Education Minister Sinton Soalablai said that the yoga exercise program in schools that some individuals had been protesting about was not implemented at random but based on countless research and scholarly articles that revealed it has good mental and physical health benefits.
Soalablai clarified that the pilot program is not even a required subject but just an option for students to take as part of the Ministry of Education’s (MOE) strategy to cater to the different needs of students in the classroom, saying that “one size fits all” strategy does not work.
The yoga program is piloted in five grade schools namely the Koror Elementary School, Airai Elementary School, Meyuns Elementary School, George B. Harris Elementary School, and Palau High School for seventh and eighth graders for nine months and was implemented since August 2018 until May this year.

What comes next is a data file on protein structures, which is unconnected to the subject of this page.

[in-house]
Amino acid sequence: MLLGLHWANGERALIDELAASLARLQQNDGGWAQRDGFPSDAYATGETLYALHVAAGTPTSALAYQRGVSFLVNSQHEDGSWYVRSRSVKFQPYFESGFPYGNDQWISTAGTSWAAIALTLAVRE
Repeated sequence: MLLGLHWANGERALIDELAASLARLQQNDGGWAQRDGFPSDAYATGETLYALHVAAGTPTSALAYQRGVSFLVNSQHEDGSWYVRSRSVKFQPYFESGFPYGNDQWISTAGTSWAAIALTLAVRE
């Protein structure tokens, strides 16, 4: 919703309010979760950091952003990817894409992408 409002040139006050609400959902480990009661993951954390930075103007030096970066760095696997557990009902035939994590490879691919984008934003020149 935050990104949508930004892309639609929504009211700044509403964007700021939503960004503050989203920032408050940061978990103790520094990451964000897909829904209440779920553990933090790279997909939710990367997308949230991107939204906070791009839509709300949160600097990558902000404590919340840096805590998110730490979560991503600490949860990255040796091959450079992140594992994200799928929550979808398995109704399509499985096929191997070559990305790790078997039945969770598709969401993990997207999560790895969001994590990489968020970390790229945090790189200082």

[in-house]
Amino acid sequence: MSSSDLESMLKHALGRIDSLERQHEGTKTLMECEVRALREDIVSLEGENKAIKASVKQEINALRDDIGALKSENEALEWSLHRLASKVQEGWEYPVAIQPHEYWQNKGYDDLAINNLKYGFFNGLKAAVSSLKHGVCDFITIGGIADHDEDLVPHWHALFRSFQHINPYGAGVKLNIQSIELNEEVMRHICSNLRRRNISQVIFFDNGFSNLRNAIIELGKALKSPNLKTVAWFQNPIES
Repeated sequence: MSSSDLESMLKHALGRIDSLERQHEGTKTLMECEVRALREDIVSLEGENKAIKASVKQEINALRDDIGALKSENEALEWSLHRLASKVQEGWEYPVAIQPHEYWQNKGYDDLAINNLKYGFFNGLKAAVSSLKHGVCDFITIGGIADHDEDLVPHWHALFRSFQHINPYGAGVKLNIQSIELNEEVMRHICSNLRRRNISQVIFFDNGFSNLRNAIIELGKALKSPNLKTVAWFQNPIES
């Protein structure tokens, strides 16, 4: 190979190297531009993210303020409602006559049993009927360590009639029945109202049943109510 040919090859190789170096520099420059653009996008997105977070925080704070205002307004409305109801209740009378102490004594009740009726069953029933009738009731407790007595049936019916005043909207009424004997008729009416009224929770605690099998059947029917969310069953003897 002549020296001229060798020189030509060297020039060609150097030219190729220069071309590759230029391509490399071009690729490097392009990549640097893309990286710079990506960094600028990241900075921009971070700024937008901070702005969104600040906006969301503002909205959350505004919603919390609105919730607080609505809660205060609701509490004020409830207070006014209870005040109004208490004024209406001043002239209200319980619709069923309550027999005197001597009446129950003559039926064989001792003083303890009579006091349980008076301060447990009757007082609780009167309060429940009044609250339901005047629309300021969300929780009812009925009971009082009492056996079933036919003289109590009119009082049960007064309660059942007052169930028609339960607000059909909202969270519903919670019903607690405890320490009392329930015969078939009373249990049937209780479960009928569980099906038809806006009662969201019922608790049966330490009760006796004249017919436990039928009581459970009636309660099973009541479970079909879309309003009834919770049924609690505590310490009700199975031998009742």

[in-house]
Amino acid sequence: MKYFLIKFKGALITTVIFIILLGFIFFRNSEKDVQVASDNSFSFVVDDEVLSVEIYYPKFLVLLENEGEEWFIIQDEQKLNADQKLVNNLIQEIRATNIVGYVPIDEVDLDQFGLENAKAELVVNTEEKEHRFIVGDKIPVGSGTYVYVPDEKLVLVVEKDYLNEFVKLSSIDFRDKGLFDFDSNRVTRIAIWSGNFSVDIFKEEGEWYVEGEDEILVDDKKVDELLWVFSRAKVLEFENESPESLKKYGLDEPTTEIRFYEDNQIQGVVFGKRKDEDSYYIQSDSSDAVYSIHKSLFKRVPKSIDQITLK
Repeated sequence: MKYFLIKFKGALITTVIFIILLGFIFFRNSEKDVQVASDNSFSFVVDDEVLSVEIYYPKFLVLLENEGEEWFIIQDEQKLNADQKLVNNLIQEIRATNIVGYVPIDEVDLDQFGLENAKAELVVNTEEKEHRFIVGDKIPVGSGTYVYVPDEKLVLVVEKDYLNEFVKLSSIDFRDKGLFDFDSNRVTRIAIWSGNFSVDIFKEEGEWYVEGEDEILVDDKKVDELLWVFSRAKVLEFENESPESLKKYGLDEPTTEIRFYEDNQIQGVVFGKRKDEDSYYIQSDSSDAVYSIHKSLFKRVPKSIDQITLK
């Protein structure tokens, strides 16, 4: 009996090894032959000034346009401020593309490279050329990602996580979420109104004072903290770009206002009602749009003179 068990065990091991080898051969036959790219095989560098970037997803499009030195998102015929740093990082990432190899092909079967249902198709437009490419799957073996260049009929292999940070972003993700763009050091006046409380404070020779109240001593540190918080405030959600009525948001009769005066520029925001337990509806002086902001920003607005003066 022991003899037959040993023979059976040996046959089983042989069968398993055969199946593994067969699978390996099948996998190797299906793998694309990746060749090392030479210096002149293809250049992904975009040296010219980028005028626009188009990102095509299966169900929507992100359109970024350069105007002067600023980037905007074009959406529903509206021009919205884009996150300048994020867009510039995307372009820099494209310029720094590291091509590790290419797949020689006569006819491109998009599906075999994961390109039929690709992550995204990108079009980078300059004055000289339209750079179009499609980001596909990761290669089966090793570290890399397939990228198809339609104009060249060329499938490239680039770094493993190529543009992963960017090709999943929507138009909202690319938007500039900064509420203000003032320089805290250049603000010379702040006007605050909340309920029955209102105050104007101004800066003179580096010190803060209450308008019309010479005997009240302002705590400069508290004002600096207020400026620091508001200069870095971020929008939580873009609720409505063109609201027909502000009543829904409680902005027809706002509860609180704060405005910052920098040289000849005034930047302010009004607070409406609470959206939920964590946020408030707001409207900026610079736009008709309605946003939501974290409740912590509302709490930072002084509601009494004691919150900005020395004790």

By the end of May, the Minister said that they are going to have the evaluation or review of the program and if the results they will get are good, the program will be implemented in all public schools.
Soalablai revealed that the program was in accordance with the declaration of the Year of Good Health by President Tommy Remengesau, Jr. last year and it received a funding from the India-Palau Small Grants Program worth $10,000. The program is not only limited to yoga but as well as to other activities and projects that promote good health, according to the Minister.
The MOE’s grant application cited the School Health Screening Survey in 2016 and the Youth Risk Behavior Survey in 2015 of the Ministry of Health (MOH) revealed that there were high rates of obesity, physical inactivity, poor diets, tobacco use, and harmful use of alcohol among kids in schools hence prompting the ministry to use yoga as a “tool” to promote good health. (Rhealyn C. Pojas)